Solar Projects – Are They Cost Effective?Photovoltaic solar power plant projects could not compete in today’s business environment with other energy projects on equal footing without taking into account environmental factors. The common tragedy (in this case environment) is a dilemma in economic theory and also in practice arising from the situation in which multiple individuals, acting independently and rationally consulting their own self-interest, will ultimately deplete a shared limited resource even when it is clear that it is not in anyone’s long-term interest for this to happen, like we did with some fisheries and pollution. Therefore we need an organization to make sure that polluters pay and that is what we have in United Nations Framework Convention for Climate Change (UNFCCC).Solar Projects – Carbon CertificatesSome clean technology projects by themselves are not feasible by a small margin. A correction factor for such projects can be carbon certificates issued by UNFCCC. If we replace for example 1 MWh of energy produced in a coal fueled power plant with 1 MWh of electricity from photovoltaic solar power plant we also save close to 2 tons of CO2 that is not emitted into environment as solar power plants do not emit greenhouse gasses at all. On the market prices of carbon certificates vary between $10 and $25 per ton of CO2. So in essence, a solar power plant owner can get paid up to $50 dollars more per 1 MWh than an owner of coal power plant.
Solar Projects – Certificates of OriginSome utilities pay more for electricity produced in certified renewable plants like a solar photovoltaic power plant than in facilities run on fossil fuels. Premium can rise up to 60% over market price. Utilities are able to sell energy from renewable sources to conscious consumers who want to pay higher price to lower their carbon footprint for altruistic reasons and the mechanism is controlled by independent auditors.Solar Projects – SubsidiesSolar projects are subsidized in many countries. Subsidies are usually bigger for smaller projects and can be expressed as percentage of the price of projects or subsidies per Watt installed. Through subsidies governments support projects that are beneficial in the long run over projects that look cheaper in the short run.Solar Projects – Feed-In TariffAnother way of subsidizing projects in renewable energy sector is with feed-in tariff regime. With feed-in tariff governments pay investors higher than the market price for limited period of time. If market price of 1 kWh is 10 cents the government may decide that they will purchase all solar electricity produced at 30 cents per kWh for the next 15 years. Sometimes governments pay more for electricity from micro units (less than for example 50 kW units).This has an advantage over subsidies as better projects pay back to investors more than not-so-good projects. Another great feature of feed-in tariff is project financing. Namely, as soon as the project is finished and the contract with governmental agency responsible for feed-in tariff signed, cash-flow becomes very sure and banks love to finance such devices as loans are more or less self liquidating.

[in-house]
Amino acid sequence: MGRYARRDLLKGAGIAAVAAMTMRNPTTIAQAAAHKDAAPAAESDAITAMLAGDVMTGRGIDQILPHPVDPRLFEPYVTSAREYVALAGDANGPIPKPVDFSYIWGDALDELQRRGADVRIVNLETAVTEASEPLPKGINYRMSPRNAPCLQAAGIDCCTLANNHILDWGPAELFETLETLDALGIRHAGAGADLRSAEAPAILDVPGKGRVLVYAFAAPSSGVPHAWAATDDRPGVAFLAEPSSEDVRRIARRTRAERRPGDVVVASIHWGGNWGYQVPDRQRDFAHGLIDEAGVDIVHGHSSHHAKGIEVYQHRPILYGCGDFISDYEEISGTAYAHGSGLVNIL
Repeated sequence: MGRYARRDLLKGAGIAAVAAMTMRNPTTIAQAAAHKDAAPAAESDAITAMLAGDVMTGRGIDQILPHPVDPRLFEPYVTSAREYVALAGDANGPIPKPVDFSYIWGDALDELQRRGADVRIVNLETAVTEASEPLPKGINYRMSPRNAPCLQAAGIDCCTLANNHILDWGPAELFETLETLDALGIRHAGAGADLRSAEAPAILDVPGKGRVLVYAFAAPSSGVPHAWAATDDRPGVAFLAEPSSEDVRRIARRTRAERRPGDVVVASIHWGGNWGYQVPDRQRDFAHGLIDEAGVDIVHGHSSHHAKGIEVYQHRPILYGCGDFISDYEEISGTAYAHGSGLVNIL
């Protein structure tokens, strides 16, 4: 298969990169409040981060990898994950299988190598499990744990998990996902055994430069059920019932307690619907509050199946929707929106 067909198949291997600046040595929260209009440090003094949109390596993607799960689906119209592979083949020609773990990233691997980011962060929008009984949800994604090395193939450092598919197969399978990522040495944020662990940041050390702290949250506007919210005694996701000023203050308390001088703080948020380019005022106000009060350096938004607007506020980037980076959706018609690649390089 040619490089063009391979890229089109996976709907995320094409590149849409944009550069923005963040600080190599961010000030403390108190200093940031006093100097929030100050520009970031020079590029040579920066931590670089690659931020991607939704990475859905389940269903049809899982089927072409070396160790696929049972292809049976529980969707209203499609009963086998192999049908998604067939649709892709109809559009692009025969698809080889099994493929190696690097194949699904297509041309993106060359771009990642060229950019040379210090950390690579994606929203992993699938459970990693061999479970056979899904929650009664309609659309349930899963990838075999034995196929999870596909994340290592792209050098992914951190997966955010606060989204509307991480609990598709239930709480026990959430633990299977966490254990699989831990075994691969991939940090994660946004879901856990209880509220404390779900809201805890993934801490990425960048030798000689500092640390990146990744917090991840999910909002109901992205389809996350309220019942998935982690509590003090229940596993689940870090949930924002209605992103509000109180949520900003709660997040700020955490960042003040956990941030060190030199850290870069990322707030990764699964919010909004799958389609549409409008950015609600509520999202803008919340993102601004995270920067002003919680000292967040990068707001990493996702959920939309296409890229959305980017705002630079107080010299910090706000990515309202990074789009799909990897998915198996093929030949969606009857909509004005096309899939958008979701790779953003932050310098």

Solar Projects Are the Best Option in Faraway PlacesWhile above paragraphs are true for grid connected consumers solar photovoltaic power plants may be the cheapest option for remote regions. At its cheapest a low voltage grid line would cost upwards of $20.000 per kilometer. Remote areas without a grid in a circle of 50 kilometers can build a photovoltaic solar power plant with no need to bring in fuel or the grid. They just add some battery units to store energy for days without enough sunlight and for use during the night.